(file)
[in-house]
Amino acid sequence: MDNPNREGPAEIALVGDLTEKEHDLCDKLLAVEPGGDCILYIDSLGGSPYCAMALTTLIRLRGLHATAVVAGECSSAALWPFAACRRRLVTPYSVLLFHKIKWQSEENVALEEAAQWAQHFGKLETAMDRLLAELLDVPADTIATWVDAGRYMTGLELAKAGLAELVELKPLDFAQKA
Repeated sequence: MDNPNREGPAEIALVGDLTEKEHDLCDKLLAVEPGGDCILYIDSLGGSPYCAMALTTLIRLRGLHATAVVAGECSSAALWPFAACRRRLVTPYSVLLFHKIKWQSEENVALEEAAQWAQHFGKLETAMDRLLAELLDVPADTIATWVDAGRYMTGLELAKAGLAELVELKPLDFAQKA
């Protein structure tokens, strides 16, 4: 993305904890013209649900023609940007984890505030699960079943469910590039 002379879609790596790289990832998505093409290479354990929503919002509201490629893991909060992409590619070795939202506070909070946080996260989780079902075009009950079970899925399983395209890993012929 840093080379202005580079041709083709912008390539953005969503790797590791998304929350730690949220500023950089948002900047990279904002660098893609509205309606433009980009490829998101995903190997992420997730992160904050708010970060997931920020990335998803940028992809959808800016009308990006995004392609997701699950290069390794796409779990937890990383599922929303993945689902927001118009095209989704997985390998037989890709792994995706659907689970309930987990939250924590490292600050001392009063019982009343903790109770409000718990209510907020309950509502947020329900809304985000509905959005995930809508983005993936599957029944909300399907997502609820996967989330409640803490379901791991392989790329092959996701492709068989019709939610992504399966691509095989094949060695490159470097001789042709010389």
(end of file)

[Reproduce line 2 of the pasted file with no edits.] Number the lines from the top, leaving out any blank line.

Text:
Amino acid sequence: MDNPNREGPAEIALVGDLTEKEHDLCDKLLAVEPGGDCILYIDSLGGSPYCAMALTTLIRLRGLHATAVVAGECSSAALWPFAACRRRLVTPYSVLLFHKIKWQSEENVALEEAAQWAQHFGKLETAMDRLLAELLDVPADTIATWVDAGRYMTGLELAKAGLAELVELKPLDFAQKA